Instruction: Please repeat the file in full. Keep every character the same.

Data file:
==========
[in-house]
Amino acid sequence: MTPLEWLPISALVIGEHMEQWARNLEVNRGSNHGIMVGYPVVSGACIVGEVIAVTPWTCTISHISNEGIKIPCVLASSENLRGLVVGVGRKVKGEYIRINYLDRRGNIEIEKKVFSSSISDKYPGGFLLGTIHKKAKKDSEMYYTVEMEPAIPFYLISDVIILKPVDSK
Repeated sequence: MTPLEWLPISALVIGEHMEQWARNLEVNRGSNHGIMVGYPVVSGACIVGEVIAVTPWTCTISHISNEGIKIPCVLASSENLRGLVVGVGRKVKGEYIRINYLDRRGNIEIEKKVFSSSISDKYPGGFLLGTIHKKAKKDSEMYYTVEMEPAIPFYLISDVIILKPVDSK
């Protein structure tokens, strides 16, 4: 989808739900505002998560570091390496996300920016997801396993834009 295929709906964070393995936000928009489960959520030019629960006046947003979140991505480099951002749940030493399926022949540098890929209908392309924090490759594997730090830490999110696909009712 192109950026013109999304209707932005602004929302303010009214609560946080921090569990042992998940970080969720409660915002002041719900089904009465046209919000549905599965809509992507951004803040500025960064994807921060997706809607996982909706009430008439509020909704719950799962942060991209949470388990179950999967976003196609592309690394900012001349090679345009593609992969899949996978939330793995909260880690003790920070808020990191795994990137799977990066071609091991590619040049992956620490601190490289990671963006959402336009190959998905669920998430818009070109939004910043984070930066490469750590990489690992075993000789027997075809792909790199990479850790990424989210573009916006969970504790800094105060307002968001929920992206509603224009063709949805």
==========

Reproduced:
[in-house]
Amino acid sequence: MTPLEWLPISALVIGEHMEQWARNLEVNRGSNHGIMVGYPVVSGACIVGEVIAVTPWTCTISHISNEGIKIPCVLASSENLRGLVVGVGRKVKGEYIRINYLDRRGNIEIEKKVFSSSISDKYPGGFLLGTIHKKAKKDSEMYYTVEMEPAIPFYLISDVIILKPVDSK
Repeated sequence: MTPLEWLPISALVIGEHMEQWARNLEVNRGSNHGIMVGYPVVSGACIVGEVIAVTPWTCTISHISNEGIKIPCVLASSENLRGLVVGVGRKVKGEYIRINYLDRRGNIEIEKKVFSSSISDKYPGGFLLGTIHKKAKKDSEMYYTVEMEPAIPFYLISDVIILKPVDSK
């Protein structure tokens, strides 16, 4: 989808739900505002998560570091390496996300920016997801396993834009 295929709906964070393995936000928009489960959520030019629960006046947003979140991505480099951002749940030493399926022949540098890929209908392309924090490759594997730090830490999110696909009712 192109950026013109999304209707932005602004929302303010009214609560946080921090569990042992998940970080969720409660915002002041719900089904009465046209919000549905599965809509992507951004803040500025960064994807921060997706809607996982909706009430008439509020909704719950799962942060991209949470388990179950999967976003196609592309690394900012001349090679345009593609992969899949996978939330793995909260880690003790920070808020990191795994990137799977990066071609091991590619040049992956620490601190490289990671963006959402336009190959998905669920998430818009070109939004910043984070930066490469750590990489690992075993000789027997075809792909790199990479850790990424989210573009916006969970504790800094105060307002968001929920992206509603224009063709949805």